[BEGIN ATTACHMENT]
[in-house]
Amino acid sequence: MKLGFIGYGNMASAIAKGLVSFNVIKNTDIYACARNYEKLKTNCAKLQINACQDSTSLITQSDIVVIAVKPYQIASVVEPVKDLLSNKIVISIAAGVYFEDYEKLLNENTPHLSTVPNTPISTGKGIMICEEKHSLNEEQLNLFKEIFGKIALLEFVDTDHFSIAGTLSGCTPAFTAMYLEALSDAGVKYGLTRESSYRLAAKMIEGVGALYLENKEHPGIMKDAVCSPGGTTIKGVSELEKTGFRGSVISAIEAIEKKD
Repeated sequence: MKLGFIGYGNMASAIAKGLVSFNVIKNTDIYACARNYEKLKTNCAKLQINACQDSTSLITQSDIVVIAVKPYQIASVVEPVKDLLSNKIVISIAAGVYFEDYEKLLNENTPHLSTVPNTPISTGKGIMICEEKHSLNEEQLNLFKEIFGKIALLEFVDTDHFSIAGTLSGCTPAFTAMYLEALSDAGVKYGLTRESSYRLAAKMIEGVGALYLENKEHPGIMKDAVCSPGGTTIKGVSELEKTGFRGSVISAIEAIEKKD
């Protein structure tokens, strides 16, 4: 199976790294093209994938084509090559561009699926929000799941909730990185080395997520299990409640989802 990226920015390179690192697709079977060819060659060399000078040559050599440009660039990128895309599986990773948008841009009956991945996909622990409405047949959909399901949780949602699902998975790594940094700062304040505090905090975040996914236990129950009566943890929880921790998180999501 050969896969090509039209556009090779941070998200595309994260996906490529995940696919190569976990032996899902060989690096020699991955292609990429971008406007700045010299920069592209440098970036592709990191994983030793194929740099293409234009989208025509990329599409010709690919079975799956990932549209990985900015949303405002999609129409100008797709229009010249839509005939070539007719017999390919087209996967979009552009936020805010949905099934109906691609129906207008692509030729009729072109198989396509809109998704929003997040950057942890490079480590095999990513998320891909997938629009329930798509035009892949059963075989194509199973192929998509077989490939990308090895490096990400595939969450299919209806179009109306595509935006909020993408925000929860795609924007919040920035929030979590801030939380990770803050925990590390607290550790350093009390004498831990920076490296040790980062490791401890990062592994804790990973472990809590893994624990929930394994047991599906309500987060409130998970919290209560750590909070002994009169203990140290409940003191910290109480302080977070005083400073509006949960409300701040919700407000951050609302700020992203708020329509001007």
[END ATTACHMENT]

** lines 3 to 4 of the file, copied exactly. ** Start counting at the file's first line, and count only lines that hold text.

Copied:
Repeated sequence: MKLGFIGYGNMASAIAKGLVSFNVIKNTDIYACARNYEKLKTNCAKLQINACQDSTSLITQSDIVVIAVKPYQIASVVEPVKDLLSNKIVISIAAGVYFEDYEKLLNENTPHLSTVPNTPISTGKGIMICEEKHSLNEEQLNLFKEIFGKIALLEFVDTDHFSIAGTLSGCTPAFTAMYLEALSDAGVKYGLTRESSYRLAAKMIEGVGALYLENKEHPGIMKDAVCSPGGTTIKGVSELEKTGFRGSVISAIEAIEKKD
């Protein structure tokens, strides 16, 4: 199976790294093209994938084509090559561009699926929000799941909730990185080395997520299990409640989802 990226920015390179690192697709079977060819060659060399000078040559050599440009660039990128895309599986990773948008841009009956991945996909622990409405047949959909399901949780949602699902998975790594940094700062304040505090905090975040996914236990129950009566943890929880921790998180999501 050969896969090509039209556009090779941070998200595309994260996906490529995940696919190569976990032996899902060989690096020699991955292609990429971008406007700045010299920069592209440098970036592709990191994983030793194929740099293409234009989208025509990329599409010709690919079975799956990932549209990985900015949303405002999609129409100008797709229009010249839509005939070539007719017999390919087209996967979009552009936020805010949905099934109906691609129906207008692509030729009729072109198989396509809109998704929003997040950057942890490079480590095999990513998320891909997938629009329930798509035009892949059963075989194509199973192929998509077989490939990308090895490096990400595939969450299919209806179009109306595509935006909020993408925000929860795609924007919040920035929030979590801030939380990770803050925990590390607290550790350093009390004498831990920076490296040790980062490791401890990062592994804790990973472990809590893994624990929930394994047991599906309500987060409130998970919290209560750590909070002994009169203990140290409940003191910290109480302080977070005083400073509006949960409300701040919700407000951050609302700020992203708020329509001007």